Categories: Philosophy + Politics

Camo Culture and Contempt

If you want to give someone a visual cue that you hunt, inviting them into your home where you have heads mounted on your wall will likely be very effective. However, if you’d like to signal — outside your home — that you culturally identify as a hunter, arguably the most effective way is to wear camouflage clothing. Donning camo, especially as part of one’s daily wardrobe, has become a strong signal of cultural identity, a clear lifestyle choice. Nothing screams “I like to hunt” quite like a camo hat worn to the mall.

Seeing camo displayed so overtly, especially in non-hunting contexts, might lead some non-hunters to think immediately of negative caricatures of hunters: hunters as dull, careless, offensive, and inconsiderate. Perhaps it’s that many of the most stridently ideological hunters wear camo clothing in day-to-day life, often with a jarring ‘I hunt. It’s legal. Get over it.’ attitude in tow. Or, perhaps it’s that camo clothing can make one look more intimidating and less approachable to non-hunters. And even for those who aren’t offended or intimidated, camo could still be seen as a marker of ideological difference. Many non-hunters may see a person wearing camo and think, “He and I are dissimilar and probably wouldn’t get along”.

Whatever it is, seeing a hunter in camo can be a lightning rod for expressed or implicit disdain directed towards that hunter and hunters more broadly. Camo seems to have the power to temporarily turn non-hunters that in general support hunting (‘I think it’s cool that you hunt to put food on the table.’) toward less supportive thoughts (‘I bet that you drive a giant mud truck and shoot deer right out of its window. You probably don’t care a lick about the environment.’). It’s a weird — and unfortunate — dynamic: camo contempt.

I’ve seen this camo contempt play out often enough that when the time came to consider purchasing camo for myself — when I started to consider the potential utility of camo for my hunting — I approached the issue with trepidation.

Did I really want to be the guy dressed in full camo? Did I want to possibly elicit a litany of negative stereotypes from my city-dwelling neighbors as I prepared for a weekend spent pursuing deer? More importantly, did I want to present a potentially intimidating persona to non-hunters?

Because one of my goals — with Modern Hunters and in my daily life — is to help make hunting accessible to non-hunters and to the hunting curious, I think carefully about these sorts of questions, questions that might never cross the minds of many hunters. I want to seem approachable. I want to reduce the implicit biases that my visual cues might elicit. Most of all I want to make hunting something that is comfortable and appealing to non-hunters.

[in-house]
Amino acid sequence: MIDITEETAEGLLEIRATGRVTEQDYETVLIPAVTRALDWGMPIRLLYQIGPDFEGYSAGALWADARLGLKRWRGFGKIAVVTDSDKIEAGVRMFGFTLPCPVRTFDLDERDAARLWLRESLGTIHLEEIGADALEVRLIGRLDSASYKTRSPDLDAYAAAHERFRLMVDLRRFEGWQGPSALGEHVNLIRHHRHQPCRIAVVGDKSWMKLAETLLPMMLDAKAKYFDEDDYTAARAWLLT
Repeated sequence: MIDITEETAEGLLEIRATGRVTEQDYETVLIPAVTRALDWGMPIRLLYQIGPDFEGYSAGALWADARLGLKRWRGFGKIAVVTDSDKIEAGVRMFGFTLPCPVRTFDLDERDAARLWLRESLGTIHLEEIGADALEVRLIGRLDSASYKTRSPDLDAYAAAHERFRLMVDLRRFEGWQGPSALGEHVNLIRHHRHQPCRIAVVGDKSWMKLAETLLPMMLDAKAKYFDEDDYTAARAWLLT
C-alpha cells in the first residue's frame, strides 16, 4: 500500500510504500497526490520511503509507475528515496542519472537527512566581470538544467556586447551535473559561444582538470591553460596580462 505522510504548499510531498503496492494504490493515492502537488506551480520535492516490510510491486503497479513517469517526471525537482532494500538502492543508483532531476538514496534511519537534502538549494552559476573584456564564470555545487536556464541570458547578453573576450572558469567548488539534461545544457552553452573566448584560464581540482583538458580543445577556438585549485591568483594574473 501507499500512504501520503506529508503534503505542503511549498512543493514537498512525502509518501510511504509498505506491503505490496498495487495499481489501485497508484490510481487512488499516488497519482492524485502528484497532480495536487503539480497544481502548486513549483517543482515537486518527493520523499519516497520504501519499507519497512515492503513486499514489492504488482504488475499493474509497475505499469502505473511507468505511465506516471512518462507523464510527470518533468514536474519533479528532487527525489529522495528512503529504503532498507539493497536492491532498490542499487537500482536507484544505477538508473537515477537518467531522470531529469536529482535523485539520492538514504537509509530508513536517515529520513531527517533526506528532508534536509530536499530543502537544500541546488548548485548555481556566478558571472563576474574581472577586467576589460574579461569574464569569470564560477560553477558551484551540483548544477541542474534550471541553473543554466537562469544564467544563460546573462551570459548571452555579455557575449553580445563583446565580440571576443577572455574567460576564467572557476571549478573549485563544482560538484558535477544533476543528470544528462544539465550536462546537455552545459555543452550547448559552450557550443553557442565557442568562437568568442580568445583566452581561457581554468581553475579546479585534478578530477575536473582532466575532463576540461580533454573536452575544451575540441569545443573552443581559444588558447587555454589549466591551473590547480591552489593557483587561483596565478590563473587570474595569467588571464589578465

Wearing camo clothing in my daily life — where it serves no functional purpose — seems to detract from my ability to fulfill these goals. So, I don’t. When I prepare for a weekend spent out in the backcountry hunting, I toss my camo shirt and hat into a bag and don a normal set of clothes. I outfit myself in camo only once I get to the trail-head.1

You might ask: why would I change my behavior in response to the ill-conceived biases of others? Thanks to the First Amendment, am I not free to wear basically whatever I want — even if it is highly offensive? Why should I inconvenience myself to protect the image that others hold of me? Shouldn’t those who find camo off-putting just ‘get over it’?

They should. And as a hunter, I should help — not hinder — them to do so.

You see, stereotypes aren’t broken down by divisive ‘us vs. them’ polemics. They aren’t broken down by personal, retributive attacks. They aren’t broken down by inducing defensiveness in those who hold the stereotypes. And they certainly aren’t broken down by pointedly insisting others simply ‘get over’ them.

The best way I’ve found to break down stereotypes about hunters is to avoid eliciting them in the first place, bringing up hunting as a topic on my own terms. I avoid external signals — like camo — that might cue stereotypes and try first to appeal to areas I know that many care about: animal welfare, environmentally conscious food consumption, personal health, and proper management of wild animal populations. I introduce hunting within these contexts, not within the divisive cultural milieu that has sprung up around the issue. I don’t throw hunting’s legality or historical ubiquity in the face of non-hunters. Instead, I present it to them as an activity that fulfills many of their own stated desires and goals.

This works. Because it works so well, I don’t wear camo except when in the field hunting. I avoid ascribing to camo culture as much as possible, hoping that one day camo might elicit flattering — rather than unfavorable — associations.

What do you think about wearing camo in daily life? Have you experienced any camo contempt? If so, what’d you do about it?

  1. I should note that living in an urban setting in California makes this a salient issue for me. If I lived in another part of the country, perhaps more rural, or perhaps with a greater percentage of hunters, this would be less of an issue. 
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